While there are a number of counter legal arguments that can be made on the issue of capacity, a few practical solutions should substantially reduce the risks of non-recognition and avoid the delays associated with having to prove the legal capacity to enter a contract. The most obvious solution is to have either the chairman of the board or the highest executive officer sign the contract. This solution, however, may not be practical, especially for large companies that enter into many different contracts in many different locations around the world. Moreover, in certain jurisdictions, the signer is presumed to have read and understood the terms of the contract, triggering certain legal obligations and rights, which may not be favorable to the company if the chairman or the CEO signs an agreement that is unfamiliar to them.

Another solution is to create standard blanket written authorisations for employees who hold managerial roles and are in position to sign contracts. This authorisation will grant the employee in question the right to sign any and all agreements that are within the scope of his or her employment. This authorisation may be appended to each contract at the time of contract execution. The language granting the authorisation should not simply be in the form of a representation or warranty in the contract since the signer will still need to prove he or she was authorised to enter the contract in the first place.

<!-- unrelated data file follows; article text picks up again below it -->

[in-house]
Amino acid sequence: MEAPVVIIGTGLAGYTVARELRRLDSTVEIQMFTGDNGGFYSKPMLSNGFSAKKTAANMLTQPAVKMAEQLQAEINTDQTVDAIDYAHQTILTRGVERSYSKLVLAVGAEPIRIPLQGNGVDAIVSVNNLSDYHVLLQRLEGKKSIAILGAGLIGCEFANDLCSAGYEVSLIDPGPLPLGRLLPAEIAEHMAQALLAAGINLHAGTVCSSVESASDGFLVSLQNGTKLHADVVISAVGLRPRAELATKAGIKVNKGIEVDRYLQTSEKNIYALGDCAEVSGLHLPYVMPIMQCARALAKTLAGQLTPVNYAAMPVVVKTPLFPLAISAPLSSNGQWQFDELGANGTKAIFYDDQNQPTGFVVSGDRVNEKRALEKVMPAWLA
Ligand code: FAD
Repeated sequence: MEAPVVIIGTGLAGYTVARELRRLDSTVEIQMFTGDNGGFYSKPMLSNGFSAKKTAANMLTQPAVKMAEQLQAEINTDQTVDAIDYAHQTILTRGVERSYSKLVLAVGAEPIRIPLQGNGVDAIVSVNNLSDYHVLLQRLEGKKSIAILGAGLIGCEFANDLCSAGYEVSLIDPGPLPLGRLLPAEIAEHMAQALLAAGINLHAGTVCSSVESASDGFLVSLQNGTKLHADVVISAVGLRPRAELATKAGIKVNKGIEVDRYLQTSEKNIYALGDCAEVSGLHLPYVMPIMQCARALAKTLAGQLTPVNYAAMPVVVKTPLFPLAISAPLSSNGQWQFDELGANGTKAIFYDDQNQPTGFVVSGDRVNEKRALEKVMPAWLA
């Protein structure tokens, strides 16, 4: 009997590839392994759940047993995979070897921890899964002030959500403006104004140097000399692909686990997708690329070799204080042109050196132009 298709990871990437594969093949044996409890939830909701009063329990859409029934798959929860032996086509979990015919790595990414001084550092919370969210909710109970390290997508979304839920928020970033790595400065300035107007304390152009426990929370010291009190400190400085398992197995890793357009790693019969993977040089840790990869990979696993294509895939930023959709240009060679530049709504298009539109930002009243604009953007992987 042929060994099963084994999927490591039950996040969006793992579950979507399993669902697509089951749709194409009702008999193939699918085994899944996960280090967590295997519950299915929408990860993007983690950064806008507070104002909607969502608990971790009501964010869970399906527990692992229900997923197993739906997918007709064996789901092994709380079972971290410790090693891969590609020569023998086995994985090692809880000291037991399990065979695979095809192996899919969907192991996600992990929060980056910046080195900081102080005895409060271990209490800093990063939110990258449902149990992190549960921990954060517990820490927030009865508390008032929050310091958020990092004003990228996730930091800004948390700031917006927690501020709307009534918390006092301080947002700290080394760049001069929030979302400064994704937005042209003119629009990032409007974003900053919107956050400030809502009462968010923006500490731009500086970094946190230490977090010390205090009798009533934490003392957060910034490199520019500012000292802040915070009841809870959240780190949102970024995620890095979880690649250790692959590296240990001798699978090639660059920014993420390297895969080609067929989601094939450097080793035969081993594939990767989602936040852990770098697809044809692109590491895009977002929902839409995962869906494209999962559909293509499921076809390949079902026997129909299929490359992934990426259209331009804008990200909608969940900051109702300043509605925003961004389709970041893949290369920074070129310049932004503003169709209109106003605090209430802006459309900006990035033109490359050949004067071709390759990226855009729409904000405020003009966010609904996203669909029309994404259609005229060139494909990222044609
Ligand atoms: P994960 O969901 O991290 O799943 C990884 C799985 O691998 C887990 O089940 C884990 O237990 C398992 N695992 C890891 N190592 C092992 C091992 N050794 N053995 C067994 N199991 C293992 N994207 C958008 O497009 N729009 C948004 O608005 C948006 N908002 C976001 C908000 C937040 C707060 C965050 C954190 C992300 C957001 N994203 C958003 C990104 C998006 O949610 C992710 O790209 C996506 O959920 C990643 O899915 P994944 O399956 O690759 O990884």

In closing, this seemingly innocuous issue of capacity has befuddled many foreign companies seeking to enforce arbitral awards in Vietnam. A few thoughtful precautionary steps during the contract formation stage will remove a procedural defense that could prove fatal in Vietnam.

By Vietnam Law Insight, LNT & Partners.

Disclaimer: This Briefing is for information purposes only. Its contents do not constitute legal advice and should not be regarded as detailed advice in individual cases. For more information, please contact us or visit the website: Http://LNTpartners.com